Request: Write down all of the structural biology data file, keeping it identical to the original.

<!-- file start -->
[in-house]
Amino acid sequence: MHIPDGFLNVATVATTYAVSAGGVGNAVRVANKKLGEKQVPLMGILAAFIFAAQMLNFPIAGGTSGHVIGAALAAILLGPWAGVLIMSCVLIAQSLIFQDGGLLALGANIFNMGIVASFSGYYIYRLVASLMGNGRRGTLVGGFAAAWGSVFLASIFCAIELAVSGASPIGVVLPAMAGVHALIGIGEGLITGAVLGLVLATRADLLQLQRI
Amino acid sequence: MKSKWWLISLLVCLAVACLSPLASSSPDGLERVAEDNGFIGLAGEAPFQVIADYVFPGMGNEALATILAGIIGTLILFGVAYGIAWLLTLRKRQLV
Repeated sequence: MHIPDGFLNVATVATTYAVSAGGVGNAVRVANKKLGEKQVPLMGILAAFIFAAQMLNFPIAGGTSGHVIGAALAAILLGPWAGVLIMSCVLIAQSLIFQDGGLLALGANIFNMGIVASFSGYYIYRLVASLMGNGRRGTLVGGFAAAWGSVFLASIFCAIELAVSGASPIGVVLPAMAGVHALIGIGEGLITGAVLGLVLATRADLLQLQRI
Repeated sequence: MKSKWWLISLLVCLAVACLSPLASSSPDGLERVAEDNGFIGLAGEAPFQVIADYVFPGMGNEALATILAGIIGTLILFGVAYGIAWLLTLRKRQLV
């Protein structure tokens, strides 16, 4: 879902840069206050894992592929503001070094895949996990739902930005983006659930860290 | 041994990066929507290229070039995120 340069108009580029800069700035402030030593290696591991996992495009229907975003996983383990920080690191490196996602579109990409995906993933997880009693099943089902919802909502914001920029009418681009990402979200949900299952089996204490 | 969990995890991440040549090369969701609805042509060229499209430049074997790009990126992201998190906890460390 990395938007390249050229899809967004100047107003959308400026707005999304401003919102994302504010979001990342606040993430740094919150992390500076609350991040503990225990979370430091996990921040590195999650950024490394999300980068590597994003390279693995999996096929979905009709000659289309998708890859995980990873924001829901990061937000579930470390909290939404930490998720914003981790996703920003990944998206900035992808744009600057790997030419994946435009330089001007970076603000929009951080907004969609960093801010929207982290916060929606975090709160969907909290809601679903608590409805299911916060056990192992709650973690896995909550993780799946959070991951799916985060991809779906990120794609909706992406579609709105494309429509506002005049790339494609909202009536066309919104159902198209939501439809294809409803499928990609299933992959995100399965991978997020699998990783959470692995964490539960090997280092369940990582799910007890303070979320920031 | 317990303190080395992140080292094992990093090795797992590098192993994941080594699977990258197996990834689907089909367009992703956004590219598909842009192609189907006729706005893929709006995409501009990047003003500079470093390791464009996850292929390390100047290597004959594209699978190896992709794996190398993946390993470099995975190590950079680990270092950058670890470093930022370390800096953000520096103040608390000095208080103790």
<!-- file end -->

[in-house]
Amino acid sequence: MHIPDGFLNVATVATTYAVSAGGVGNAVRVANKKLGEKQVPLMGILAAFIFAAQMLNFPIAGGTSGHVIGAALAAILLGPWAGVLIMSCVLIAQSLIFQDGGLLALGANIFNMGIVASFSGYYIYRLVASLMGNGRRGTLVGGFAAAWGSVFLASIFCAIELAVSGASPIGVVLPAMAGVHALIGIGEGLITGAVLGLVLATRADLLQLQRI
Amino acid sequence: MKSKWWLISLLVCLAVACLSPLASSSPDGLERVAEDNGFIGLAGEAPFQVIADYVFPGMGNEALATILAGIIGTLILFGVAYGIAWLLTLRKRQLV
Repeated sequence: MHIPDGFLNVATVATTYAVSAGGVGNAVRVANKKLGEKQVPLMGILAAFIFAAQMLNFPIAGGTSGHVIGAALAAILLGPWAGVLIMSCVLIAQSLIFQDGGLLALGANIFNMGIVASFSGYYIYRLVASLMGNGRRGTLVGGFAAAWGSVFLASIFCAIELAVSGASPIGVVLPAMAGVHALIGIGEGLITGAVLGLVLATRADLLQLQRI
Repeated sequence: MKSKWWLISLLVCLAVACLSPLASSSPDGLERVAEDNGFIGLAGEAPFQVIADYVFPGMGNEALATILAGIIGTLILFGVAYGIAWLLTLRKRQLV
């Protein structure tokens, strides 16, 4: 879902840069206050894992592929503001070094895949996990739902930005983006659930860290 | 041994990066929507290229070039995120 340069108009580029800069700035402030030593290696591991996992495009229907975003996983383990920080690191490196996602579109990409995906993933997880009693099943089902919802909502914001920029009418681009990402979200949900299952089996204490 | 969990995890991440040549090369969701609805042509060229499209430049074997790009990126992201998190906890460390 990395938007390249050229899809967004100047107003959308400026707005999304401003919102994302504010979001990342606040993430740094919150992390500076609350991040503990225990979370430091996990921040590195999650950024490394999300980068590597994003390279693995999996096929979905009709000659289309998708890859995980990873924001829901990061937000579930470390909290939404930490998720914003981790996703920003990944998206900035992808744009600057790997030419994946435009330089001007970076603000929009951080907004969609960093801010929207982290916060929606975090709160969907909290809601679903608590409805299911916060056990192992709650973690896995909550993780799946959070991951799916985060991809779906990120794609909706992406579609709105494309429509506002005049790339494609909202009536066309919104159902198209939501439809294809409803499928990609299933992959995100399965991978997020699998990783959470692995964490539960090997280092369940990582799910007890303070979320920031 | 317990303190080395992140080292094992990093090795797992590098192993994941080594699977990258197996990834689907089909367009992703956004590219598909842009192609189907006729706005893929709006995409501009990047003003500079470093390791464009996850292929390390100047290597004959594209699978190896992709794996190398993946390993470099995975190590950079680990270092950058670890470093930022370390800096953000520096103040608390000095208080103790």